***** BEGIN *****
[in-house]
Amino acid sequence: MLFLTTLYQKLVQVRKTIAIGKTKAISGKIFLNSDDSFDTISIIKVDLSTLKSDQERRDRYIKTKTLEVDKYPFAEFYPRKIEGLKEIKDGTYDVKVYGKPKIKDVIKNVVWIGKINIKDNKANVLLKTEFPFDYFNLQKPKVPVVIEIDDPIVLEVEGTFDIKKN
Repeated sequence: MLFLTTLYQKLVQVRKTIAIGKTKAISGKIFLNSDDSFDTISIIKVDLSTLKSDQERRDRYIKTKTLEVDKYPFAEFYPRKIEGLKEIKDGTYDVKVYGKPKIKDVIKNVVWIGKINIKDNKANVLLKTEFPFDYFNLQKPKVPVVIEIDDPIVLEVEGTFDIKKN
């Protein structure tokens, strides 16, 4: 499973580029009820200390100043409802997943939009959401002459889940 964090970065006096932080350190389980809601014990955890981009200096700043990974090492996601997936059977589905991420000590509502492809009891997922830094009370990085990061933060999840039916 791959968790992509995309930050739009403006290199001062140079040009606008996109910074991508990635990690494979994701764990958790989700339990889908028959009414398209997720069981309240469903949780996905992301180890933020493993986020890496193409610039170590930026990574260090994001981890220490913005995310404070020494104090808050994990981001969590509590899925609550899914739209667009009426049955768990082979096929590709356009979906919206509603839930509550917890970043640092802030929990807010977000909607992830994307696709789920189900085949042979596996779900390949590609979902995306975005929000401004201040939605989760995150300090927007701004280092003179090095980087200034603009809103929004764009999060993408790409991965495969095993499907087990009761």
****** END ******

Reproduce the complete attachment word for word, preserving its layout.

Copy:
[in-house]
Amino acid sequence: MLFLTTLYQKLVQVRKTIAIGKTKAISGKIFLNSDDSFDTISIIKVDLSTLKSDQERRDRYIKTKTLEVDKYPFAEFYPRKIEGLKEIKDGTYDVKVYGKPKIKDVIKNVVWIGKINIKDNKANVLLKTEFPFDYFNLQKPKVPVVIEIDDPIVLEVEGTFDIKKN
Repeated sequence: MLFLTTLYQKLVQVRKTIAIGKTKAISGKIFLNSDDSFDTISIIKVDLSTLKSDQERRDRYIKTKTLEVDKYPFAEFYPRKIEGLKEIKDGTYDVKVYGKPKIKDVIKNVVWIGKINIKDNKANVLLKTEFPFDYFNLQKPKVPVVIEIDDPIVLEVEGTFDIKKN
């Protein structure tokens, strides 16, 4: 499973580029009820200390100043409802997943939009959401002459889940 964090970065006096932080350190389980809601014990955890981009200096700043990974090492996601997936059977589905991420000590509502492809009891997922830094009370990085990061933060999840039916 791959968790992509995309930050739009403006290199001062140079040009606008996109910074991508990635990690494979994701764990958790989700339990889908028959009414398209997720069981309240469903949780996905992301180890933020493993986020890496193409610039170590930026990574260090994001981890220490913005995310404070020494104090808050994990981001969590509590899925609550899914739209667009009426049955768990082979096929590709356009979906919206509603839930509550917890970043640092802030929990807010977000909607992830994307696709789920189900085949042979596996779900390949590609979902995306975005929000401004201040939605989760995150300090927007701004280092003179090095980087200034603009809103929004764009999060993408790409991965495969095993499907087990009761």